More Problems

The PTO shaft had also been removed by now and, with the differential drain plug removed, I was able to liberally spray brake cleaning solvent into the differential housing to remove the thick goo that was once gear lubricant.  Fortunately, the bull gear and related differential gears were clean and shiny with no chips or teeth missing.  Working around the PTO opening, I could no longer ignore the broken bolts there.  Choosing one with the cleanest break, I center-punched it and began to drill, first with a ¼” bit.  With the PTO removed, I could see and measure how deep I could dare drill without drilling through into the differential housing itself.  A depth limiter was fastened to the drill bit as a depth stop.


Once the pilot hole was drilled, I attempted to remove the bolt with an E-Z Out, hoping against hope that it might turn.  No such luck.  I have, in the past, broken off an E-Z Out attempting to remove a broken bolt and did not want to repeat that experience.  I repeated the drilling and E-Z Out application with a larger bit.  Again, no luck.  It was time to drill out the entire bolt and attempt to re-thread the bolt hole.  I would quickly find out how close to center my initial pilot hole had been.  With a 3/8” bit chucked in, I held my breath and began drilling.  Pushing in all the way to the bit stop, I withdrew the bit and inspected the hole with a flashlight.  I could see the ridges of threads on one side; I was just slightly off-center, but I had drilled all the way through the bolt without punching through the differential case. 


Now, how to remove the remaining pieces of bolt?  I could not get the 3/8” tap to dig into and clean out the threads.  Looking at the instructions that came with the tap and die set, I discovered that a 3/8” tap calls for a hole drilled with a 25/64’s bit.  I did not have one of these, and neither did Home Depot, but I did have the next largest size, a 13/32’s bit.  Chucking it into my ½” drill, I again held my breath and drilled.  Upon removing the bit and inspecting the hole I could still see threads – a good sign.  The tap was lubricated and used to gradually remove the remaining pieces of the old bolt.  After cleaning and blowing out the debris with compressed air, I was ready to try a new bolt.  It worked!  The fit was a little sloppy, but it would do.


However, the breaks on all the other bolts were ragged.  I was not confident I could cleanly center punch any of them, a starting point critical to a good finish.  I called Tracy to discuss my dilemma with him.  He suggested bringing the rear section to his shop where he would use an old welder’s trick to remove those stuck, broken bolts.  That next Saturday I borrowed a trailer and loaded the rear section for the short trip to Tracy’s shop.  Tracy rummaged through a bucket of discarded nuts and bolts and picked out several old wheel nuts.  Taking them one at a time, and using a wire welder, he proceeded to weld a nut to the end of each broken bolt piece.  When finished with each, he gradually worked the nut back and forth until the bolt was loose and turned out easily.  He explained that the weld does not as easily adhere to the cast material of the block and that the heat from the welding serves to loosen the hold on each bolt.  He made it look so easy, but he also told me that he used to weld for a living when he was younger.  Even so, that process convinced me – I’ve got to learn how to weld.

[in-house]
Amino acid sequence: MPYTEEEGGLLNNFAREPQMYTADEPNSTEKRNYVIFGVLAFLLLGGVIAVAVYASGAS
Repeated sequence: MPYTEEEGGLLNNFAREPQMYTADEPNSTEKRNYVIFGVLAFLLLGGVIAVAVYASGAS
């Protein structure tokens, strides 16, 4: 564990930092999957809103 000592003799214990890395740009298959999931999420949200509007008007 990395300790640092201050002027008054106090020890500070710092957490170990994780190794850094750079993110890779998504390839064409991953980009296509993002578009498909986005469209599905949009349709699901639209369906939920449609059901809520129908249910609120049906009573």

Tracy also used his ox/acetylene torch to apply sufficient heat to loosen the bond between the bushing and pin holding in the right brake shoes so these could be removed.  It’s amazing what the correct application of heat will do to loosen metal pieces that have rusted tight.  The torch was also used to loosen and remove the brake pawl, a piece that is rusted tight on almost every 100 series Ford tractor I’ve seen.  I’ll note here that, on re-assembly of the brakes and other parts where there were close fitting metal pieces, I used an anti-seize compound to prevent future occurrences of the bonding that occurred between the brake pivot pin and its bushing.  With this all done, it was reasonably uncomplicated to replace the brake shoes.  I had taken pictures at each step so I could quickly see where each of the springs in the brake mechanism needed to go.  My digital camera became an invaluable tool all along the way of this restoration.


With the PTO shaft removed I thought it would also be a good plan to replace the oil seal.  I had attempted this once before on my 951-D, but was unsuccessful.  The directions in the Shop Manual and discussions with Ron Kingland indicated that this should be a pretty easy process.  I struggled with it again without making any progress when it suddenly dawned on me that I was trying to remove the wrong snap ring.  With that revelation and moving my attention to the right snap ring, the process was easy.


The broken bolts around the PTO cover are designed to hold either anchors for the drawbar check chains or a hanger for a swinging drawbar.  Since the tractor did have a clevis assembly for the swinging drawbar I assumed that it also at one time had the hanger, now long since gone.  Gap Tractor to the rescue again.  They had many of these; I picked the easiest one to remove and saved the original bolts that were holding it.  A thorough cleaning, primer and paint and it was ready for its new home on my tractor.

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